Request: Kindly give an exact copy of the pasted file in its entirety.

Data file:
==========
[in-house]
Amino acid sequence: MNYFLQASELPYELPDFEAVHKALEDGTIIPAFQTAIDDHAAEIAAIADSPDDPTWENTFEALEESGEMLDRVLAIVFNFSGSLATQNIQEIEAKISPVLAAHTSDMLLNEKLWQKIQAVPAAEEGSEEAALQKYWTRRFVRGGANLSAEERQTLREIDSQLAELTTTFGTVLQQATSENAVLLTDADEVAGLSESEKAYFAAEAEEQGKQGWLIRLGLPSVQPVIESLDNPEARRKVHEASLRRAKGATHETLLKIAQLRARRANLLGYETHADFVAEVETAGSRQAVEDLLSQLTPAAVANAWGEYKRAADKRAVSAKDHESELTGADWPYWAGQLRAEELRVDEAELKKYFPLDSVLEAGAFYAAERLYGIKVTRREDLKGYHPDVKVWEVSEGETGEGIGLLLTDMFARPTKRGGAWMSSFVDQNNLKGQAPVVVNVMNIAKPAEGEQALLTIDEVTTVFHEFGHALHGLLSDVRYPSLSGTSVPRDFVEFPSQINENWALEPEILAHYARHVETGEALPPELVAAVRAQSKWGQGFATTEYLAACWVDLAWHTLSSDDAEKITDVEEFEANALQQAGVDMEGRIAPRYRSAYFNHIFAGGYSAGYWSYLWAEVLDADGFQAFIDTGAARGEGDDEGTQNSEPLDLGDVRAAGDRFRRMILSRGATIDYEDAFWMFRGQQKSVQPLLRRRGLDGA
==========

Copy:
[in-house]
Amino acid sequence: MNYFLQASELPYELPDFEAVHKALEDGTIIPAFQTAIDDHAAEIAAIADSPDDPTWENTFEALEESGEMLDRVLAIVFNFSGSLATQNIQEIEAKISPVLAAHTSDMLLNEKLWQKIQAVPAAEEGSEEAALQKYWTRRFVRGGANLSAEERQTLREIDSQLAELTTTFGTVLQQATSENAVLLTDADEVAGLSESEKAYFAAEAEEQGKQGWLIRLGLPSVQPVIESLDNPEARRKVHEASLRRAKGATHETLLKIAQLRARRANLLGYETHADFVAEVETAGSRQAVEDLLSQLTPAAVANAWGEYKRAADKRAVSAKDHESELTGADWPYWAGQLRAEELRVDEAELKKYFPLDSVLEAGAFYAAERLYGIKVTRREDLKGYHPDVKVWEVSEGETGEGIGLLLTDMFARPTKRGGAWMSSFVDQNNLKGQAPVVVNVMNIAKPAEGEQALLTIDEVTTVFHEFGHALHGLLSDVRYPSLSGTSVPRDFVEFPSQINENWALEPEILAHYARHVETGEALPPELVAAVRAQSKWGQGFATTEYLAACWVDLAWHTLSSDDAEKITDVEEFEANALQQAGVDMEGRIAPRYRSAYFNHIFAGGYSAGYWSYLWAEVLDADGFQAFIDTGAARGEGDDEGTQNSEPLDLGDVRAAGDRFRRMILSRGATIDYEDAFWMFRGQQKSVQPLLRRRGLDGA